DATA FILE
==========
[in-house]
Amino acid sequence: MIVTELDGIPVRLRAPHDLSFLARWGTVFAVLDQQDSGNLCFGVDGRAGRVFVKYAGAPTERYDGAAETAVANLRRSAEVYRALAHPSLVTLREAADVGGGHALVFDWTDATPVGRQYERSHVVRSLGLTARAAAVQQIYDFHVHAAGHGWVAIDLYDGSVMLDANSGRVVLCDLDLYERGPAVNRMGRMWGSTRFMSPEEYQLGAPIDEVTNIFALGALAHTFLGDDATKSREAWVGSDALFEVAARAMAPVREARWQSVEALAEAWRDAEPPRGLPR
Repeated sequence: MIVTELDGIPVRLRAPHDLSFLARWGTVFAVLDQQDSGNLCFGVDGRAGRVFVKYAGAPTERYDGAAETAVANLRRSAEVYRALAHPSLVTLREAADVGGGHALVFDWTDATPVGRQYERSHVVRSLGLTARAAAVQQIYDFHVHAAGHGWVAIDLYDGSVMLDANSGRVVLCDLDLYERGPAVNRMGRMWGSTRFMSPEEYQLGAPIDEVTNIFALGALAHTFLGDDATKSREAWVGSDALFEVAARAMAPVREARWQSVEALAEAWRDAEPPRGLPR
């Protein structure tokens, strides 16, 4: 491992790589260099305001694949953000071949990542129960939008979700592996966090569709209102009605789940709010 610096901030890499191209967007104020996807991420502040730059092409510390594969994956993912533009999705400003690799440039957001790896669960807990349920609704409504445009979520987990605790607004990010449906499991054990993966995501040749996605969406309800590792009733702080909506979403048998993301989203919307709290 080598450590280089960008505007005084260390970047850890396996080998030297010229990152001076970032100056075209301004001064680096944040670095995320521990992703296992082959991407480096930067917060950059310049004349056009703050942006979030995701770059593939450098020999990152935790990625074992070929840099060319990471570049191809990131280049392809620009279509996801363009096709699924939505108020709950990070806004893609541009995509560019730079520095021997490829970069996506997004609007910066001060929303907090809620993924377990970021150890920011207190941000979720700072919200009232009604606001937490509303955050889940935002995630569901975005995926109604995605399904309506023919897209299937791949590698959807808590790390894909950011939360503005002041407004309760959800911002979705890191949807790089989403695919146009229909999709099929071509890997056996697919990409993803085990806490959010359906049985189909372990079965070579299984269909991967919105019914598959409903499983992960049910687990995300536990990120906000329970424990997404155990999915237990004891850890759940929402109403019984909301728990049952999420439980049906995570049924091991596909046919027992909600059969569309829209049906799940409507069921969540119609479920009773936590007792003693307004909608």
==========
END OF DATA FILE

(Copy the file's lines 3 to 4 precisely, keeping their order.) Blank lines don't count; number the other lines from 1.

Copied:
Repeated sequence: MIVTELDGIPVRLRAPHDLSFLARWGTVFAVLDQQDSGNLCFGVDGRAGRVFVKYAGAPTERYDGAAETAVANLRRSAEVYRALAHPSLVTLREAADVGGGHALVFDWTDATPVGRQYERSHVVRSLGLTARAAAVQQIYDFHVHAAGHGWVAIDLYDGSVMLDANSGRVVLCDLDLYERGPAVNRMGRMWGSTRFMSPEEYQLGAPIDEVTNIFALGALAHTFLGDDATKSREAWVGSDALFEVAARAMAPVREARWQSVEALAEAWRDAEPPRGLPR
């Protein structure tokens, strides 16, 4: 491992790589260099305001694949953000071949990542129960939008979700592996966090569709209102009605789940709010 610096901030890499191209967007104020996807991420502040730059092409510390594969994956993912533009999705400003690799440039957001790896669960807990349920609704409504445009979520987990605790607004990010449906499991054990993966995501040749996605969406309800590792009733702080909506979403048998993301989203919307709290 080598450590280089960008505007005084260390970047850890396996080998030297010229990152001076970032100056075209301004001064680096944040670095995320521990992703296992082959991407480096930067917060950059310049004349056009703050942006979030995701770059593939450098020999990152935790990625074992070929840099060319990471570049191809990131280049392809620009279509996801363009096709699924939505108020709950990070806004893609541009995509560019730079520095021997490829970069996506997004609007910066001060929303907090809620993924377990970021150890920011207190941000979720700072919200009232009604606001937490509303955050889940935002995630569901975005995926109604995605399904309506023919897209299937791949590698959807808590790390894909950011939360503005002041407004309760959800911002979705890191949807790089989403695919146009229909999709099929071509890997056996697919990409993803085990806490959010359906049985189909372990079965070579299984269909991967919105019914598959409903499983992960049910687990995300536990990120906000329970424990997404155990999915237990004891850890759940929402109403019984909301728990049952999420439980049906995570049924091991596909046919027992909600059969569309829209049906799940409507069921969540119609479920009773936590007792003693307004909608």